Spending by PACs, 527s corporations, or labor unions that is done to help a party or candidate but is done independently of them. This spending is unlimited.
Citizens United v FEC
A 2010 decision by the United States Supreme Court holding that corporate funding of independent political broadcasts in candidate elections cannot be limited under the First Amendment.
One of the two major modern American political parties. It emerged in the 1850s as an antislavery party and consisted of former northern Whigs and antislavery Democrats. Now the party is conservative (pro-life, anti-affirmative action, anti-too much government intervention, anti-taxing on the rich, pro-death penalty)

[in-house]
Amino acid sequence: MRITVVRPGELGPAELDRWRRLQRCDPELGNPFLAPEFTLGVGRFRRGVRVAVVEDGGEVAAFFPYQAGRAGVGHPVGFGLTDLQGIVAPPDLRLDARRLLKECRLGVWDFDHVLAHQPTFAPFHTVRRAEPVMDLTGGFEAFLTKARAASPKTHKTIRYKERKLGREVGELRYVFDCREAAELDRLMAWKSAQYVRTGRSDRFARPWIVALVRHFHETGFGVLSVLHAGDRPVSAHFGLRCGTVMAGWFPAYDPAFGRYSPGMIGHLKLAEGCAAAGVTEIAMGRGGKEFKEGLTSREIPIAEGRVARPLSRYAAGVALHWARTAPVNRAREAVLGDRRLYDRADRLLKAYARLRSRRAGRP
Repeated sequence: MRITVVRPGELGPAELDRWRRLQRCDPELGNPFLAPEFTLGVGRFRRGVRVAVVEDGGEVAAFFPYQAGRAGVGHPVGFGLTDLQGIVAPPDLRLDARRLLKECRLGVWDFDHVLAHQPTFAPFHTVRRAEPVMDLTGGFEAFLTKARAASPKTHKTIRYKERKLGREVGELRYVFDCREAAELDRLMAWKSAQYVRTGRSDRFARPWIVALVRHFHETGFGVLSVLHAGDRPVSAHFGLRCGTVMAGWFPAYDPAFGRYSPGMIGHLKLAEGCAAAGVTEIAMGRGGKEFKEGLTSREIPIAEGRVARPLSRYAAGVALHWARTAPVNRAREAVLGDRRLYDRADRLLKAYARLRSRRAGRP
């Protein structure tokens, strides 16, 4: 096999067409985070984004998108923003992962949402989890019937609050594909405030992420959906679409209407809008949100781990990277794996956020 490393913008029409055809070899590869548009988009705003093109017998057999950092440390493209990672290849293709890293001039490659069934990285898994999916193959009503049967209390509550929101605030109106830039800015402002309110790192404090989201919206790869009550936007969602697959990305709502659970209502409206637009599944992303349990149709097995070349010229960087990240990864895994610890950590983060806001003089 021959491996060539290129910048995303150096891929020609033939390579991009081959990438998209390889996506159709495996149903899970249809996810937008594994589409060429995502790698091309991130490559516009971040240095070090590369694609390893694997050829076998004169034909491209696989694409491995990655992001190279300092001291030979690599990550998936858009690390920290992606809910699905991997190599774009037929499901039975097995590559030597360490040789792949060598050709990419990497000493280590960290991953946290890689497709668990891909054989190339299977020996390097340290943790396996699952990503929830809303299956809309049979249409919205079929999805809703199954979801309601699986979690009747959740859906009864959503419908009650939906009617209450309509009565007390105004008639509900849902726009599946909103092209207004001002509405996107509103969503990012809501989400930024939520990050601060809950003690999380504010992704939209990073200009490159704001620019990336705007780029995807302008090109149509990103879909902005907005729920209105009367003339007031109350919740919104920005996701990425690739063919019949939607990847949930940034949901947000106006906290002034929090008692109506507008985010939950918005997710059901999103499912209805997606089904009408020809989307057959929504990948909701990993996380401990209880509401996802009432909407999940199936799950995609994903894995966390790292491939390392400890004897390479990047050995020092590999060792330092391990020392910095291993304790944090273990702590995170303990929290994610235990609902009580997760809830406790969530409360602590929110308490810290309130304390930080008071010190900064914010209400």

A document/speech issued/given by president Abraham Lincoln in 1862 that freed the slaves in rebel states.
The period after the Civil War in the United States when the southern states were reorganized and reintegrated into the Union (1865-1877)
Party Caucus (modern)
With primaries, a way for a state party to select delegates to send to the National Convention. Consists of a series of meetings (local, county, state) to choose candidate.
Government policy favoring a historically disadvantaged minority group (ex. university admissions); raises 14th Amendment equal protection problems (reverse discrimination); limited by Bakke v. University of California (no racial quota system for college admissions)
Mobilize party base (grassroots, door to door)
Focus on key issues & interest groups (e.g., war, gay marriage...)
Focus on president's image / personality (I can lead because...)
Negative ad attacking opposing candidate (ex., swift boat veterans, willie horton)
Televised from 1960 (JFK v. Nixon)
Bush v. Gore